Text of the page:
In a first aspect, the invention provides a vision system for obtaining an image of an inner cavity. The vision system has a stylet with a first end, a second end and a flexible shaft disposed therebetween. The first end of the stylet is placed within the cavity during use and the shaft has a lumen. The vision system further has a module that is mounted adjacent to the second end of the stylet. The module has a monitor upon which the image is displayed. The vision system also has an optical system disposed within the module and the lumen for providing light to illuminate a region proximal to the first end of the stylet and for obtaining an image of the illuminated region for displaying on the monitor.

In an alternative embodiment, the invention provides a vision system for obtaining an image of an inner cavity. The vision system includes a stylet having a first end, a second end and a flexible shaft disposed therebetween. The first end is placed within the cavity during use and the shaft has a lumen. The vision system further includes an optical system that is disposed within the lumen for providing light to illuminate a region proximal to the first end of the stylet and for obtaining an image of the illuminated region for displaying on a monitor. The vision system further includes an extension piece that is releasably connectable to the second end of the stylet to increase the length of the stylet.

In yet another alternative embodiment, the invention provides a vision system for obtaining an image of an inner cavity. The vision system includes a stylet having a first end, a second end and a flexible shaft disposed therebetween. The first end is placed within the cavity during use and the shaft has a lumen. The vision system further includes a module, mounted adjacent to the second end of the stylet, having a monitor upon which the image is displayed. The vision system also includes an optical system that is disposed within the module and the lumen. The optical system provides light to illuminate a region proximal to the first end of the stylet and obtains an image of the illuminated region for displaying on the monitor. The second end of the stylet is flexible thereby permitting adjustment of the position of the monitor.

BRIEF DESCRIPTION OF THE DRAWINGS

For a better understanding of the present invention and to show more clearly how it may be carried into effect, reference will now be made, by way of example, to the accompanying drawings which show preferred embodiments of the present invention and in which:

FIG. 1 is a perspective view of an endotracheal tube in accordance with the prior art;

FIG. 2 a is a front view of a video scope in accordance with the present invention;

FIG. 2 b is an end view of the tip of the video scope of FIG. 2 a;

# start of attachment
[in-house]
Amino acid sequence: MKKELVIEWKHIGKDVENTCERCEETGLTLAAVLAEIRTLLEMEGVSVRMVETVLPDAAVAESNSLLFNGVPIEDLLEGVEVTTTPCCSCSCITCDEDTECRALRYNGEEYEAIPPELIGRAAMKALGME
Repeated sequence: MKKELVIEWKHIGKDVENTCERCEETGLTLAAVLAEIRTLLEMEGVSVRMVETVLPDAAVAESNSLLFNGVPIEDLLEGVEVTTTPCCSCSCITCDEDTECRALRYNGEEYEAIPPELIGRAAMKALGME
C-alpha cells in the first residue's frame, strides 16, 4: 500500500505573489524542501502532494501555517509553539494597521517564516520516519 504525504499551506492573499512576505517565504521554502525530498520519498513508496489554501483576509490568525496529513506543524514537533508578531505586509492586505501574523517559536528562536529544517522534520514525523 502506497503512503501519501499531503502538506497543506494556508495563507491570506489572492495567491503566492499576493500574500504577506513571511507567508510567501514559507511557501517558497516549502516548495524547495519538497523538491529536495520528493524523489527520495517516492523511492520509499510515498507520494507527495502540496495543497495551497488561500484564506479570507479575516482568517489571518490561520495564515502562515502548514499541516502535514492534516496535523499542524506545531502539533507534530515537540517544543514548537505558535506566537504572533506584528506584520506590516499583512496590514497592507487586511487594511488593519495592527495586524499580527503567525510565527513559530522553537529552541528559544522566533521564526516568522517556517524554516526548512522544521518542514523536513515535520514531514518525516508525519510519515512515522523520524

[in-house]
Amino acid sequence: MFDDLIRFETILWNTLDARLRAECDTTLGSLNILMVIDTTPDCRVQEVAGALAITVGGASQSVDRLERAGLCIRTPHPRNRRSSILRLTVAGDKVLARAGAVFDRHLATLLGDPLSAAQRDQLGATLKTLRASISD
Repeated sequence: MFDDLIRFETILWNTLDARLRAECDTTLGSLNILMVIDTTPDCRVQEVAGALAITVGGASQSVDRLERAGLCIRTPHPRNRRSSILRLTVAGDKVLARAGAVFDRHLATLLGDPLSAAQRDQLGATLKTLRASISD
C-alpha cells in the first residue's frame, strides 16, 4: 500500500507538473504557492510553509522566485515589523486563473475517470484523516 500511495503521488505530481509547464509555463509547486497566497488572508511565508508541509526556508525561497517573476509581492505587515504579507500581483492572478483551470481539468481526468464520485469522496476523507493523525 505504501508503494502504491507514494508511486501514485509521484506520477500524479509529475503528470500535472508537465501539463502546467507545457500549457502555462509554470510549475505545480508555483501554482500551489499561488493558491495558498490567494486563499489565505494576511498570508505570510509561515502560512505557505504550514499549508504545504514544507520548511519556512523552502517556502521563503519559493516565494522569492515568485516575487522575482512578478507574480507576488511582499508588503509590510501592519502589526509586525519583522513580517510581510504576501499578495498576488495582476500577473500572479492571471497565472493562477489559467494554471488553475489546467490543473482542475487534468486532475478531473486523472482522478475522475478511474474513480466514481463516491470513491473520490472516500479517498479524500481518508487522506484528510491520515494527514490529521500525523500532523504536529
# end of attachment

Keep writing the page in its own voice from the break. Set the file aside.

FIG. 2 c is a schematic diagram of the optical system used by the video scope of FIG. 2 a;

FIG. 2 d is a schematic diagram of an alternative embodiment of the optical system used by the video scope of FIG. 2 a;

FIG. 3 is an isometric view of the video scope of FIG. 2 a inserted into an endotracheal tube.

FIG. 4 a is a partial front view of an alternative embodiment of the video scope of FIG. 2 a;

FIG. 4 b is a front view of another alternative embodiment of the video scope of FIG. 2 a;

FIG. 5 a is an isometric view of another alternative embodiment of a video scope in accordance with the present invention;

FIG. 5 b is an enlarged view of the tip of the video scope shown in FIG. 5 a;

FIG. 5 c is a partial front view illustrating the connectivity between the video scope of FIG. 5 a and an endotracheal tube;

FIG. 6 a is a partial front view of an alternative embodiment of the video scope of FIG. 5 a having an extension piece; and,

FIG. 6 b is a front view of another alternative embodiment of the video scope of FIG. 5 a having an angled stylet.

DETAILED DESCRIPTION OF THE INVENTION

The subject invention comprises a video scope, otherwise known as a “seeing eye stylet”, that is used in conjunction with an endotracheal tube during intubation. A conventional endotracheal tube will first be described. Several embodiments of the video scope will then be described followed by a description of several methods of use for the video scope.

Referring to FIG. 1, shown therein is an endotracheal tube 10 which is used to intubate a patient. The endotracheal tube 10 comprises a first end (i.e. a tip) 12, a cuff 14, a shaft 16, a tube 18, a nozzle 20, a lumen 22 and a universal adaptor 24 having a lip piece 26 and a second end 28. The lumen 22 is a hollow passageway that allows for the transfer of air to and from the patient's lungs. The tip 12 of the endotracheal tube 10 is inserted into the patient and the universal adaptor 24 is connected to a machine, such as a ventilator, which provides air to the patient's lungs.